A GRIEVING widow returned from Cyprus to be greeted with joyous news to blow away the usual post-holiday blues. Audrey Helme, of Corringham Road, Morecambe, touched down last night at Manchester Airport (Wednesday) from a two week holiday to learn her laborious campaign had reached new heights. Mrs Helme's late husband Norman campaigned for 18 months to get a special form of heart therapy, which transformed his life, available on the NHS after being refused by Morecambe Health Authority.

Although Mr Helme died last October from a burst blood vessel aged 62, the European Commission has just taken up his case following pressure from Lancaster's Euro MP, Tony Cunningham.

"She'll be over the moon," declared John Ellis, a neighbour for 20 years. "This is just what Audrey wanted. She's a real fighter who'd never give in.

"It was disgraceful the way Norman was treated. He had to pay out of his own pocket after years of paying tax.

"Chelation should be available to everyone on the NHS."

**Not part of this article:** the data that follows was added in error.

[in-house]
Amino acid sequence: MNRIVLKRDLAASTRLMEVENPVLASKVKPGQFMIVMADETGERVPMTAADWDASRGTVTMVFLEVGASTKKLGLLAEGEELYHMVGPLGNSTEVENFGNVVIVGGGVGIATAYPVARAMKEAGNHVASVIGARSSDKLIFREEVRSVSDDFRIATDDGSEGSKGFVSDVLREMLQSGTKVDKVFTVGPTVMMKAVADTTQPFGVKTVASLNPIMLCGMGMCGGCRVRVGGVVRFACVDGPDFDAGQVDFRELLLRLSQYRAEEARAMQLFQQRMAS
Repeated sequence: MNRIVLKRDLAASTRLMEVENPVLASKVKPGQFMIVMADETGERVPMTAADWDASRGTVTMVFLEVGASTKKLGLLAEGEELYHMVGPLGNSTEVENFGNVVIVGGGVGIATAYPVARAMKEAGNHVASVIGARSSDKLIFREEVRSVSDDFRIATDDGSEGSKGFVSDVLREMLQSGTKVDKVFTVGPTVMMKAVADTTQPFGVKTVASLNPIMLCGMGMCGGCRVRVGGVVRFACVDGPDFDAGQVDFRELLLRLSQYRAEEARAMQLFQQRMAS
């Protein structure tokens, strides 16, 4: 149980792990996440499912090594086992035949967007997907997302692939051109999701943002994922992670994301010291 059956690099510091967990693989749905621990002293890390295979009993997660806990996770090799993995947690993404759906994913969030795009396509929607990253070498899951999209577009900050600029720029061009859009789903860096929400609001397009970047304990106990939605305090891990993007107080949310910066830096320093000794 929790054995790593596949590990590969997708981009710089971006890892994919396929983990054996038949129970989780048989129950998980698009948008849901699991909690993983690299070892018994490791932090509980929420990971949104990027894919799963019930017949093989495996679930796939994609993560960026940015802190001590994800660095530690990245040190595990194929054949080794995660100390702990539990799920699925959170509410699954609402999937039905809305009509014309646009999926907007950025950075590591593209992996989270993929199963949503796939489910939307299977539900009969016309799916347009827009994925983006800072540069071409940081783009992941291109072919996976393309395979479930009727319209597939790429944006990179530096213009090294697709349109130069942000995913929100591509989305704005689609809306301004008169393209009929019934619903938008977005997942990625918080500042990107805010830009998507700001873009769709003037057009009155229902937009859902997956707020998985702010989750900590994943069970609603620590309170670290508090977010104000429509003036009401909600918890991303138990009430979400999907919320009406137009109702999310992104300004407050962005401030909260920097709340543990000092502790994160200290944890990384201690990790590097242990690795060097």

Chelation, which involves pumping vital vitamins straight into the heart, gave Mr Hale, who had a history of heart disease, a new lease of life.

He was incensed he had to receive treatment at a private clinic 60 miles away.

Even though 25 other NHS authorities funded chelation, Morecambe remained unconvinced.

Health authority spokesman Allan Muirhead dismissed the benefits of the the therapy.

"There was no evidence to show that effective clinical improvements could be gained through it," he claimed. "We felt it would not be right to treat patients in this way as they would lose too much calcium."

The EC have now agreed to fully investigate the potential benefits of chelation.

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